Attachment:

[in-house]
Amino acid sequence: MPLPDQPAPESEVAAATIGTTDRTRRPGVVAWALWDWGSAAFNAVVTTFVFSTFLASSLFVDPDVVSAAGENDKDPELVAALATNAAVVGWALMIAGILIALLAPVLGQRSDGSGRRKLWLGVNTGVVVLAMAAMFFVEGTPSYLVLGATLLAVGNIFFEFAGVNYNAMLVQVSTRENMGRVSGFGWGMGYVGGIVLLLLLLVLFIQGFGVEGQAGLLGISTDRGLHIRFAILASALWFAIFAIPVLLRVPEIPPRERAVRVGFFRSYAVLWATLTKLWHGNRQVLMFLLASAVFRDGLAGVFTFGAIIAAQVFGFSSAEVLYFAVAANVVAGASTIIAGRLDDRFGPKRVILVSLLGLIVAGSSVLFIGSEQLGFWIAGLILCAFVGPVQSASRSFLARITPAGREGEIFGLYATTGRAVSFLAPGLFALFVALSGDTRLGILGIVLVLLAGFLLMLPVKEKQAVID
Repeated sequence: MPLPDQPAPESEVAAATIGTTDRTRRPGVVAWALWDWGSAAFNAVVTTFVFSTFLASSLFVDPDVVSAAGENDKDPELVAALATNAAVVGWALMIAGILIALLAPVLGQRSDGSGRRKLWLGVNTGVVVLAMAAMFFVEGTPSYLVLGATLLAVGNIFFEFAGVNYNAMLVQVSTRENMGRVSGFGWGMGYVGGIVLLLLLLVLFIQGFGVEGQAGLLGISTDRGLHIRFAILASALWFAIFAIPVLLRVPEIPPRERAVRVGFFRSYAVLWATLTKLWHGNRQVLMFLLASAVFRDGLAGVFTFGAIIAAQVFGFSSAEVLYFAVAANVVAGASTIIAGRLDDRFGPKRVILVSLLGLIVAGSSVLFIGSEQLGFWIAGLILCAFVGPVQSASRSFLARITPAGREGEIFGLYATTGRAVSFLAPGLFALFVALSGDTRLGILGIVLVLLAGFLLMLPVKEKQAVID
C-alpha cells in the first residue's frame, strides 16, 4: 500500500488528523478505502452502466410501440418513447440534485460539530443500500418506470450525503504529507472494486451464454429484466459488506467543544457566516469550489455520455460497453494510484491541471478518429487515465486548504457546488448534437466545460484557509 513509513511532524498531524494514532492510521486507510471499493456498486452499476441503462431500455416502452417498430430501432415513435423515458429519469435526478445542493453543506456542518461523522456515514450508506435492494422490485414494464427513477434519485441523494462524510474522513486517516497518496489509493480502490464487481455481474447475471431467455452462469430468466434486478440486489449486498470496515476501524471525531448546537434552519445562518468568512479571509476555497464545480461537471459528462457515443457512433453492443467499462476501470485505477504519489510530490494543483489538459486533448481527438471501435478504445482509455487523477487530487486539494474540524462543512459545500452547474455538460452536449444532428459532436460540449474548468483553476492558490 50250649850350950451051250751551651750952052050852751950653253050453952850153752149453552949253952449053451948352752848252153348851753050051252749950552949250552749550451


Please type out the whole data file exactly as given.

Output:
[in-house]
Amino acid sequence: MPLPDQPAPESEVAAATIGTTDRTRRPGVVAWALWDWGSAAFNAVVTTFVFSTFLASSLFVDPDVVSAAGENDKDPELVAALATNAAVVGWALMIAGILIALLAPVLGQRSDGSGRRKLWLGVNTGVVVLAMAAMFFVEGTPSYLVLGATLLAVGNIFFEFAGVNYNAMLVQVSTRENMGRVSGFGWGMGYVGGIVLLLLLLVLFIQGFGVEGQAGLLGISTDRGLHIRFAILASALWFAIFAIPVLLRVPEIPPRERAVRVGFFRSYAVLWATLTKLWHGNRQVLMFLLASAVFRDGLAGVFTFGAIIAAQVFGFSSAEVLYFAVAANVVAGASTIIAGRLDDRFGPKRVILVSLLGLIVAGSSVLFIGSEQLGFWIAGLILCAFVGPVQSASRSFLARITPAGREGEIFGLYATTGRAVSFLAPGLFALFVALSGDTRLGILGIVLVLLAGFLLMLPVKEKQAVID
Repeated sequence: MPLPDQPAPESEVAAATIGTTDRTRRPGVVAWALWDWGSAAFNAVVTTFVFSTFLASSLFVDPDVVSAAGENDKDPELVAALATNAAVVGWALMIAGILIALLAPVLGQRSDGSGRRKLWLGVNTGVVVLAMAAMFFVEGTPSYLVLGATLLAVGNIFFEFAGVNYNAMLVQVSTRENMGRVSGFGWGMGYVGGIVLLLLLLVLFIQGFGVEGQAGLLGISTDRGLHIRFAILASALWFAIFAIPVLLRVPEIPPRERAVRVGFFRSYAVLWATLTKLWHGNRQVLMFLLASAVFRDGLAGVFTFGAIIAAQVFGFSSAEVLYFAVAANVVAGASTIIAGRLDDRFGPKRVILVSLLGLIVAGSSVLFIGSEQLGFWIAGLILCAFVGPVQSASRSFLARITPAGREGEIFGLYATTGRAVSFLAPGLFALFVALSGDTRLGILGIVLVLLAGFLLMLPVKEKQAVID
C-alpha cells in the first residue's frame, strides 16, 4: 500500500488528523478505502452502466410501440418513447440534485460539530443500500418506470450525503504529507472494486451464454429484466459488506467543544457566516469550489455520455460497453494510484491541471478518429487515465486548504457546488448534437466545460484557509 513509513511532524498531524494514532492510521486507510471499493456498486452499476441503462431500455416502452417498430430501432415513435423515458429519469435526478445542493453543506456542518461523522456515514450508506435492494422490485414494464427513477434519485441523494462524510474522513486517516497518496489509493480502490464487481455481474447475471431467455452462469430468466434486478440486489449486498470496515476501524471525531448546537434552519445562518468568512479571509476555497464545480461537471459528462457515443457512433453492443467499462476501470485505477504519489510530490494543483489538459486533448481527438471501435478504445482509455487523477487530487486539494474540524462543512459545500452547474455538460452536449444532428459532436460540449474548468483553476492558490 50250649850350950451051250751551651750952052050852751950653253050453952850153752149453552949253952449053451948352752848252153348851753050051252749950552949250552749550451